Repairing a Stewart (Model 114A) Horn

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Model T Ford Forum: Forum 2018: Repairing a Stewart (Model 114A) Horn
Top of pagePrevious messageNext messageBottom of page Link to this message  By Max Lindsay on Sunday, November 18, 2018 - 08:16 pm:

Iíve got a Stewart Horn 114A that kept locking up. I didnít know what the problem was. Once Iíd start to disassemble it, it would release and work again (before I could see what was wrong). Tapping the handle would work sometimes... big mistake. I eventually cracked a couple teeth from the largest gear.

Has anyone disassembled and repaired one before. What am I getting myself in to? [Besides, before I can do that, I need a replacement gear.]Broken Gear


Top of pagePrevious messageNext messageBottom of page Link to this message  By Dan Treace, North FL on Sunday, November 18, 2018 - 08:57 pm:

Can't help on replacement gear.

Have opened a few, and most have internal coil spring that collapses and rebounds the handle back up. A bit of light oil or Vaseline helps the clockwork gears. When dry, things stick. Or if the adj. screw to the ragged edge roller that pushes the diaphragm is overtightened, can bind the works.

Couldn't always get this horn to rebound, so added a 'helper spring' to do the work :-)


Top of pagePrevious messageNext messageBottom of page Link to this message  By Max Lindsay on Sunday, November 18, 2018 - 10:30 pm:

Thanks, Dan. At one point I cleaned the gears and then re-applies heavy grease. I believe that complicated things. If there was grit inside, it likely stuck to the gears and got caught up even easier. Live and learn.

I loosened that sound plate screw to allow it to work easier and that helped the action, but the grit didnít care. I guess thereís a chance that the gear had already been damaged and it wasnít in a position where I could see it.

Iím curious to see what it will take to get that gear set out of the housing. Iím hoping a mechanism will show on line soon where I can just replace the set. If I could just replace that gear, life would be okay, but Iím guessing disassembling that sucker is more complicated than it looks.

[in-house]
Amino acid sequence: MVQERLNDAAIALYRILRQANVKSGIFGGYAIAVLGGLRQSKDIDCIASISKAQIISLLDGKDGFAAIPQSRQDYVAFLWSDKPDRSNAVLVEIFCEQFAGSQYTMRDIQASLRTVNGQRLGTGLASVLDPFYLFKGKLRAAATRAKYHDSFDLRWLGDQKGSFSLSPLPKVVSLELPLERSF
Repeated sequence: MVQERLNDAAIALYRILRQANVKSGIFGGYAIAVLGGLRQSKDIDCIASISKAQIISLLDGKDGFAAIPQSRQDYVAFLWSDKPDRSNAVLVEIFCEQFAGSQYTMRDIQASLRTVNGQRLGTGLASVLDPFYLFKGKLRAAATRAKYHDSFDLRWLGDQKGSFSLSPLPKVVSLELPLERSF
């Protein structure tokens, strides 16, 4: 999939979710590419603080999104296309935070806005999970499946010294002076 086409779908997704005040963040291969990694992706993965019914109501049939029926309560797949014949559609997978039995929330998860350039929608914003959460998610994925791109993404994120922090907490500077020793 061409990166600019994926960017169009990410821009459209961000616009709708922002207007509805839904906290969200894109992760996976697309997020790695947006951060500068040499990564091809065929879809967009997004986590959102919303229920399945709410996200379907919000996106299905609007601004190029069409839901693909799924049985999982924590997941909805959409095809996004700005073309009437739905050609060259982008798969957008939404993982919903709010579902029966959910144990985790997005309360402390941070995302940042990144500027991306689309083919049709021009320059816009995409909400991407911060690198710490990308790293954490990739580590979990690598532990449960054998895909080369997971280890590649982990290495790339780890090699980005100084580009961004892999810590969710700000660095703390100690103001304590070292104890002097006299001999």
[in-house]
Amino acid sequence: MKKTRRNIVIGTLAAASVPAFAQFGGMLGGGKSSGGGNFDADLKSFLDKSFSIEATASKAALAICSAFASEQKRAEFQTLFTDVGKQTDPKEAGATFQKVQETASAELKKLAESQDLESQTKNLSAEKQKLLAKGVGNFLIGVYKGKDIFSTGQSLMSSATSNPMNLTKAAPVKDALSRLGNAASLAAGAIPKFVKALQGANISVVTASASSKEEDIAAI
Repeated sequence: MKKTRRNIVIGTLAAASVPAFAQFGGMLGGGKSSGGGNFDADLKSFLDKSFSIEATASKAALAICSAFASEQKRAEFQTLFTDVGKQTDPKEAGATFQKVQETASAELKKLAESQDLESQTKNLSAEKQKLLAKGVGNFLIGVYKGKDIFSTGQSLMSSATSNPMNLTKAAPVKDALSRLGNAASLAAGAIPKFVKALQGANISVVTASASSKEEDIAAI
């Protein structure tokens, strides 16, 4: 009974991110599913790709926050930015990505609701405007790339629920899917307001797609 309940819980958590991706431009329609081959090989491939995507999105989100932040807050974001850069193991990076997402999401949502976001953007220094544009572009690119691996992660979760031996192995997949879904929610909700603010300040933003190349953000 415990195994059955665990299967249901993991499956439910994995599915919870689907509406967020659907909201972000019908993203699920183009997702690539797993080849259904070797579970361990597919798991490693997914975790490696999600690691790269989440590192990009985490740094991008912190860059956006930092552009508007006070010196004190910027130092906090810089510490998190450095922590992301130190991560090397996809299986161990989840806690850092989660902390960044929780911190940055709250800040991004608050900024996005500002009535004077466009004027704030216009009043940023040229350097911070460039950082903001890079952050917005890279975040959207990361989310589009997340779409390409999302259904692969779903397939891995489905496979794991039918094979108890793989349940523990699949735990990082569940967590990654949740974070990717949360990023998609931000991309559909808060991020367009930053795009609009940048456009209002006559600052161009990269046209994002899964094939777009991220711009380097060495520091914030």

Top of pagePrevious messageNext messageBottom of page Link to this message  By David Dewey, N. California on Sunday, November 18, 2018 - 11:43 pm:

I wonder if you could silver solder a new tooth in the gear?


Top of pagePrevious messageNext messageBottom of page Link to this message  By Scott Conger - Wyoming on Monday, November 19, 2018 - 10:21 am:

Look for a sympathetic clock repairman in your area. He will be able to disassemble it if it can be disassembled, and if the gear is not Zamak, should be able to replace the damaged teeth. Sometimes, mechanisms like that often have shafts staked into place, and opening holes to extract them result in breakage. I personally do not know how this particular device is assembled. Expect to pay more than the horn is worth, though, unless he's so sympathetic that it is his week's charity case.


Top of pagePrevious messageNext messageBottom of page Link to this message  By Max Lindsay on Monday, November 19, 2018 - 10:56 am:

I was wondering about Ďrebuildingí the tooth, David, but itís likely beyond the paygrade of a hack like me...

And then the issue that Scott mentioned is ringing in my ears... Iím going to get adventuresome in the coming days and start attempting to disassemble it reeeeeeeeeeally slowly.

Just going to wait it out to see if someone out there may have a golden trick for me.

I was lucky enough to stumble on a trick for changing a tire/tube and hope someone has a similar one for this...

...or eBay shows up with the guts to one soon. There was a perfect match that showed up there and sold for dirt (it was just the rear casing and gears)! but my problem didnít appear til after it sold.


Top of pagePrevious messageNext messageBottom of page Link to this message  By Scott Conger - Wyoming on Monday, November 19, 2018 - 11:36 am:

Max

if you "go for it", be aware that many assemblies such as this actually have the gear assemblies pressed onto a tube or shaft that is drilled through. The assembly is placed between the mechanism's bearing posts and then a shaft is either slid or pressed through the gear/tube assembly. The bearing posts then are staked to keep the shaft from sliding out. Under no circumstances should you ever consider bending the posts to get the gears out. That will end in breakage.


Top of pagePrevious messageNext messageBottom of page Link to this message  By kep on Monday, November 19, 2018 - 12:40 pm:

Looks like weldable teeth from the picture.


Top of pagePrevious messageNext messageBottom of page Link to this message  By Max Lindsay on Monday, November 19, 2018 - 01:59 pm:

Thank you Scott!

I noticed that it looked like someone scored it to create a swage fit. I'm guessing I'll have to pop the shaft to get it out.

I'll have to take a ton of pictures and post them whenever I get around to it.

Kep, I'm a geek consulting engineer so watching me weld might be like watching replays of Joe Theisman's ankle injury over and over again! You know how it's going to end and it's going to end really bad, but you just gotta keep glancing at it. Hahaha


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